In the news...
Millions of gardeners woke up this morning to another beautiful day of clear, cloudless skies and brilliant sunshine.... and groaned.
The agonies of our record-breaking dry spring – rainfall in the south has been just 30% of what it should be – conditions have been officially labelled as 'drought' in East Anglia. And we all know where the word 'drought' appears, 'hosepipe ban' isn't far behind.
Water companies are adamant restrictions aren't needed: but even Environment Secretary Caroline Spelman admits blanket hosepipe bans aren't the answer. Wise gardening helps save what little we've got, and common-sense proposals to phase in restrictions instead, from organisations like the National Farmers' Union, are at last getting a proper hearing.
Now, how much is your garden worth? Following last week's valuation of the nation's green spaces at about £300 per head, this week saw the Environment White Paper rank gardens alongside countryside as important havens for wildlife and propose a ban on peat usage in horticulture by 2030. The RHS and even trenchant critic George Monbiot gave it a qualified welcome.
And finally: the tale of the arsonist who's taken to setting fire to Leylandii hedges near Halifax in Yorkshire. Gardeners can be a lot more dangerous than you think, you know.
On the air...
A feast of garden-related delights on both radio and TV this week to distract you from your watering cans; poetry, botany and one of the country's best-loved gardens.
Poetry Please, Roger McGough's gently inspirational programme for BBC Radio 4, was liberally sprinkled with gardening-related literature this week; Seamus Heaney's poem on seeing his father digging the garden – 'by God, he could handle a spade' - is a favourite.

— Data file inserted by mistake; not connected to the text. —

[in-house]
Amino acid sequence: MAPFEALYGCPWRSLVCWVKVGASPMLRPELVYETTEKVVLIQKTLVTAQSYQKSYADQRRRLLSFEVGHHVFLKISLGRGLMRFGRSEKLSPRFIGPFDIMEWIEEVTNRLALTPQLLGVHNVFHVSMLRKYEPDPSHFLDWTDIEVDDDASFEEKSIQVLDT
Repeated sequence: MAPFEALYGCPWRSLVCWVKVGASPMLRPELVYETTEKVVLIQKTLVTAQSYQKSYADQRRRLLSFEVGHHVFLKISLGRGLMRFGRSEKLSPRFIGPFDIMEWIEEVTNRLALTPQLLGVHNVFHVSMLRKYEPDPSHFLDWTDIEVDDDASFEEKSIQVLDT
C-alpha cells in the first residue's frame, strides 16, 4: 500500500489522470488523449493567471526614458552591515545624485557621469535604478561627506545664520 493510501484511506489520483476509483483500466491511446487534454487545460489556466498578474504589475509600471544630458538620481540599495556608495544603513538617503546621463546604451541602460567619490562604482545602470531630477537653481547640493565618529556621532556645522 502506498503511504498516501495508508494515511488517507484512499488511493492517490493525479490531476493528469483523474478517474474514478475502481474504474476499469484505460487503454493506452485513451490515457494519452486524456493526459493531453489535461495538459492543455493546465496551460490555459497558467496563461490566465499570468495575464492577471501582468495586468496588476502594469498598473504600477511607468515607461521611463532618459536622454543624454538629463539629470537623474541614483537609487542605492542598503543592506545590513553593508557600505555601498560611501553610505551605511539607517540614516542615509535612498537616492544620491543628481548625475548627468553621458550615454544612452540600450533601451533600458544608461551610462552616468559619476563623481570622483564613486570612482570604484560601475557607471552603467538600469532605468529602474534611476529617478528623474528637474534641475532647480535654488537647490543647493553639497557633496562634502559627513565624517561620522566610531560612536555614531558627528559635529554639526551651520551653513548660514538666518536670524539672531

The three-part series 'Botany: A Blooming History' began this week on BBC4 and had plantaholics enthralled from the start. 'Amazing', 'engaging' and 'inspiring' were among enthusiastic responses on Twitter for this exploration of how botanists discovered what makes plants tick, in the capable company of Oxford University Botanic Garden director Timothy Walker.
Central Axis at Hidcote Manor Garden
Also on BBC4 was the beautifully-filmed 'Hidcote: A Garden for All Seasons', telling the story of the iconic and quintessentially English garden, created of course by an American, Lawrence Johnston. It follows Hidcote's recent multi-million pound facelift and also investigates the enigmatic, eccentric genius of Johnston himself.
And don't miss Chris Beardshaw's insights into the history of the British apple coming up on Wednesday, another programme in BBC4's little horticultural mini-season: it promises to be just as delicious.
Out and about...
BBC Gardeners' World Live hits the NEC at Birmingham this week: Monty Don, Carol Klein, Alan Titchmarsh, 14 show gardens including an installation by the always-exciting conceptual designer Tony Smith, and the ever-spectacular Floral Marquee with over 100 specialist nurseries: gardeners' heaven.
Dozens of city gardens not normally open to the public fling their gates wide for London's Open Garden Squares Weekend today and tomorrow. Choose from over 200 gardens; 31 taking part for the first time. On my must-see shortlist: the mobile skip allotment in King's Cross, HMP Wormwood Scrubs, and the newly-restored walled gardens at Chiswick House.
The National Gardens Scheme's summer opening programme is in full swing and also includes lots of gems you don't usually get to see: the private fruit and vegetable garden at Compton Castle in Devon, and the cascades and wild flower meadows of Clifton Castle in Ripon, Yorkshire both open this week.
Sally Nex is a garden writer and blogger and part of the BBC Gardening team.